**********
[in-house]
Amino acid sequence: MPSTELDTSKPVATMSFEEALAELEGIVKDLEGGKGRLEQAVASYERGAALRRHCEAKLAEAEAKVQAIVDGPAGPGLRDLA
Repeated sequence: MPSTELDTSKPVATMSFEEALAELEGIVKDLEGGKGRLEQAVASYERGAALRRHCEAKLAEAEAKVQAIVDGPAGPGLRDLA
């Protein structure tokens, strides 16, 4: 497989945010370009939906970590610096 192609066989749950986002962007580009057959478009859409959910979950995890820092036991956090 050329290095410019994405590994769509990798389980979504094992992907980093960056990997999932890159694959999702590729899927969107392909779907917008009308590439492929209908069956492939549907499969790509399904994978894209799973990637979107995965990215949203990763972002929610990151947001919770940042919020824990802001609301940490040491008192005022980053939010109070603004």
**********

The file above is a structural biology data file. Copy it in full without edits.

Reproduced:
[in-house]
Amino acid sequence: MPSTELDTSKPVATMSFEEALAELEGIVKDLEGGKGRLEQAVASYERGAALRRHCEAKLAEAEAKVQAIVDGPAGPGLRDLA
Repeated sequence: MPSTELDTSKPVATMSFEEALAELEGIVKDLEGGKGRLEQAVASYERGAALRRHCEAKLAEAEAKVQAIVDGPAGPGLRDLA
């Protein structure tokens, strides 16, 4: 497989945010370009939906970590610096 192609066989749950986002962007580009057959478009859409959910979950995890820092036991956090 050329290095410019994405590994769509990798389980979504094992992907980093960056990997999932890159694959999702590729899927969107392909779907917008009308590439492929209908069956492939549907499969790509399904994978894209799973990637979107995965990215949203990763972002929610990151947001919770940042919020824990802001609301940490040491008192005022980053939010109070603004």